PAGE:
The world of smartphones is moving at a breakneck pace that has never been seen in technology. Within the span of about 18 months we have gone from witnessing the first phone break the 1GHz barrier to seeing the ascension of Dual-Core CPUs. At the forefront of this Dual-Core movement is HTC which set out the HTC Sensation 4G, their first ever Dual-core powered handset. We'll see how the increased horsepower has raised the bar on what a smartphone is capable of in our review of the HTC Sensation 4G.
The Sensation 4G radiates the aura of being yet another incremental improvement on HTC's external hardware design. The avant-guard lines of the plastic antenna inserts and the aluminum shell that wraps around the entire phone give the Sensation a unique look and feel.
The phone, like most HTC phones, isn't razor thin but certainly makes up for it in a sleek ergonomic body that is exceedingly comfortable to use for a 4.3-inch device. At 11.3mm the phone is actually thinner than the Incredible S which itself felt pretty thin as well. Both phones achieve their perceived thinness with the way the edges are tapered (although done differently). In the case of the Sensation the tapering is also a big factor in the ergonomics of the device.
The other big factor in the overall ergonomics of the device is the weigh. With the Sensation weighing in at 148g, it's a tad heavy (in the range of the Panache) but given the size, form factor and materials used in the Sensation we are incredibly surprised to see it clock under the significantly smaller Panache. That being said at 148g the phone felt absolutely fantastic to hold in both portrait and landscape orientation.
The shell the wraps around the entire handset is made of a block of metal (which we assume is aluminium) and carved into it, as mentioned earlier, are two soft coated matte plastic inserts. These inserts are to maximize antenna performance for Bluetooth, WiFi and HSPA+ conectivity. They also add a nice bit of grip which is nice as an all metal case could feel unsafe in terms of grip.
The only part of the phone that isn't part of the metal shell is, obviously, the massive 4.3 inch qHD resolution display which we will get to in a second. The one thing that we must mention about the screen affecting overall build quality is in the ergonomics once again. The "hummer" phones, as coined by some CEO of a competing platform, have really been popular from the HD2 to the EVO 4G and Desire HD. But the sheer size of the screen made the device quite difficult for a good number of people.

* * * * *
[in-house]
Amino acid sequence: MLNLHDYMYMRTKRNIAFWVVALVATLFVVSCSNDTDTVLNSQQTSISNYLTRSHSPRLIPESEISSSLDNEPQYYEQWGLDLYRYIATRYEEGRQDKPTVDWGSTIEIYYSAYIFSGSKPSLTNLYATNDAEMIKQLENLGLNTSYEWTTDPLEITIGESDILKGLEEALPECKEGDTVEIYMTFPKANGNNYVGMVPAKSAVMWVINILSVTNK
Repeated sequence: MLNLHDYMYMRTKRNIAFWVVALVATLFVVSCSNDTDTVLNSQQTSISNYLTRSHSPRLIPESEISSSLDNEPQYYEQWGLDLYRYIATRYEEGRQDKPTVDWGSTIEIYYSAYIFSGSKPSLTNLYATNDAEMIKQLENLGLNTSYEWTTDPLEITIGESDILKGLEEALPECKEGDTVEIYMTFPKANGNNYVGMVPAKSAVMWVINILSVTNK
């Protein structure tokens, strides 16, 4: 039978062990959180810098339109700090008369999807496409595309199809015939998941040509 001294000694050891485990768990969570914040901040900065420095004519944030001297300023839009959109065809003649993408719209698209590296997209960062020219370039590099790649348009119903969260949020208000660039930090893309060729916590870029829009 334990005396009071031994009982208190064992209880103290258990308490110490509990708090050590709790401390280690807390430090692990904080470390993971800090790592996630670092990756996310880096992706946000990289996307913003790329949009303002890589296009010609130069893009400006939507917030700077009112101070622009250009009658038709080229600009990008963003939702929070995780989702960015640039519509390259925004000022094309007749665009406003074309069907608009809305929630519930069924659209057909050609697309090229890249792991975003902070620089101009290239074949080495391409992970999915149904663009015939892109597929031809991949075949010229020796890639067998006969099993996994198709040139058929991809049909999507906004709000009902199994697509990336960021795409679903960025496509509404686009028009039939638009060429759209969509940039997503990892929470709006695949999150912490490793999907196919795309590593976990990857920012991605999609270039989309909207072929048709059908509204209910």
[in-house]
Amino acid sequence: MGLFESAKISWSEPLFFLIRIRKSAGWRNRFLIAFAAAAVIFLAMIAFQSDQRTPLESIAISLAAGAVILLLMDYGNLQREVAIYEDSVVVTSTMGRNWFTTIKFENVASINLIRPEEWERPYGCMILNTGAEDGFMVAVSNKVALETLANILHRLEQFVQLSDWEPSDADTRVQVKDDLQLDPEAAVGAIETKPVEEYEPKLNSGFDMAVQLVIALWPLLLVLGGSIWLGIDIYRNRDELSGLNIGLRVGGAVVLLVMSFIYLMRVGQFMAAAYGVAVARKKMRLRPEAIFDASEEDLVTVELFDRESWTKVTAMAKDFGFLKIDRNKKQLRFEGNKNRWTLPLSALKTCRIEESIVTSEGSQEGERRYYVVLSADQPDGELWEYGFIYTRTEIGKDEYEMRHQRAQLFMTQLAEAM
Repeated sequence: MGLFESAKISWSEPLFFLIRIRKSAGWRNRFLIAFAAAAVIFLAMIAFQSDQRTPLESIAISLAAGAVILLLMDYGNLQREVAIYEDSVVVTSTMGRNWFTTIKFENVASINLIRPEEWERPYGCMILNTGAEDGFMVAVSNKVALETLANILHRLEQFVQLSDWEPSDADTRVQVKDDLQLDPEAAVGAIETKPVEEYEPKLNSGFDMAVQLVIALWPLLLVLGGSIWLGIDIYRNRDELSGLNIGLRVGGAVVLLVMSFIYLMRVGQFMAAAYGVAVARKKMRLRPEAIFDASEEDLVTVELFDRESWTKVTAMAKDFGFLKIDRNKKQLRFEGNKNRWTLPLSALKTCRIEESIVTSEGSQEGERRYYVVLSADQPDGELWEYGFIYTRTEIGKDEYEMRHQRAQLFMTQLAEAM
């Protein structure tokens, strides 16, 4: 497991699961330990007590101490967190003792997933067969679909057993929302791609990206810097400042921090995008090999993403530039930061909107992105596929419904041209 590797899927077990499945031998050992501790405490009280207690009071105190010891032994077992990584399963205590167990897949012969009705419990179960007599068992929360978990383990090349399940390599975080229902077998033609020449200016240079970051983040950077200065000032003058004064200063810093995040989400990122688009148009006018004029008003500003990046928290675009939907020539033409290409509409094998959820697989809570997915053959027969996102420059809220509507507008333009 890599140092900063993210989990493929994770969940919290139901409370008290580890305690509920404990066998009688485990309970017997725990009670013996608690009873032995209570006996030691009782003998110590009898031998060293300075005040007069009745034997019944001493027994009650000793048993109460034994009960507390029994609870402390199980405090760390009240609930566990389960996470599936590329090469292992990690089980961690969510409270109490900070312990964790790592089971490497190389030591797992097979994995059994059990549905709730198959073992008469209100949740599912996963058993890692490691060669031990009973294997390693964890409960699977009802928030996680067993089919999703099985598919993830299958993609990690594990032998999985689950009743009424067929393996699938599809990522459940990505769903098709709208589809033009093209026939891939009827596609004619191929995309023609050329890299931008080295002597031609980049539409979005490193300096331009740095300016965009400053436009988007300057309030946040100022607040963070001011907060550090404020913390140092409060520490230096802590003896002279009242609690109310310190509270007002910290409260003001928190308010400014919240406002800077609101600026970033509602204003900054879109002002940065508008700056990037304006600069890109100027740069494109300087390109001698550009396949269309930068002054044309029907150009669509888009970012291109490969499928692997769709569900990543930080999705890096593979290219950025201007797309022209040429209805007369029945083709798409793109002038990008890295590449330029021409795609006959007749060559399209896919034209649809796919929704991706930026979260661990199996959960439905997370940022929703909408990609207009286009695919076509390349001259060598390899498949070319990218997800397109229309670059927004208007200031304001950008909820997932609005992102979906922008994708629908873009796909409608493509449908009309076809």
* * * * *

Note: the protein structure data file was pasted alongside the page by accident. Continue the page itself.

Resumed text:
The Sensation is different in that the screen's height to width ratio is a rare 16:9 (like flat panel HD Televisions) which makes it taller but slimmer than a Desire HD for example. It also sports a slightly concavely curved screen (slightly different from the Nexus S). We found that both factors greatly impacted ergonomics in everyday use as well as during calls and did so in a very positive manner.
Being somewhat of a pioneer in the jumbo sized phones, HTC naturally had to follow up with yet another 4.3 inch screen for their latest flagship devices. The Sensation, one of the two HTC flagship devices launched this calendar year is of course equipped with such a screen but this time around, as mentioned earlier, has a 16:9 ratio (which is actually the native ratio for HD movies).
The Super LCD screen found on the Sensation is, of course, of the same lineage as the Incredible S which we reviewed weeks ago but unfortunately doesn't surpass it. However, one characteristic that makes this display better than the Incredible S' display is that it is the second device we get to review sporting a qHD resolution screen.
I cannot emphasize how much I appreciate the increased pixel density. Text, pictures, video and 3D gaming all look crisp and simply phenomenal on the 960x540 pixel (RGB stripe unlike the Atrix) screen. With the increased resolution on the 4.3 inch screen, the Android OS takes full advantage of the large amount of screen real estate and displays huge amount of content. For example more text and pictures can be displayed on a screen, from the browser, at one time and is readable when zoomed further out decreasing the scrolling needed from the user. This is also the case in menus and lists such as the Contact List or Android Market which can list more contact and apps than on a lower resolution screen.
Colors, contrast, black levels and brightness were all good on the display on the Sensation. Viewing angles did leave a bit to be desired, when thinking back to how good they were on the Incredible S. Sure, the Sensation's Super LCD might not be as "Super" as Super AMOLED or even Super AMOLED Plus or EVEN the Incredible S' Super LCD but the qHD crispness makes a compelling argument when debating between this handset and it's top competitor the Samsung Galaxy S II.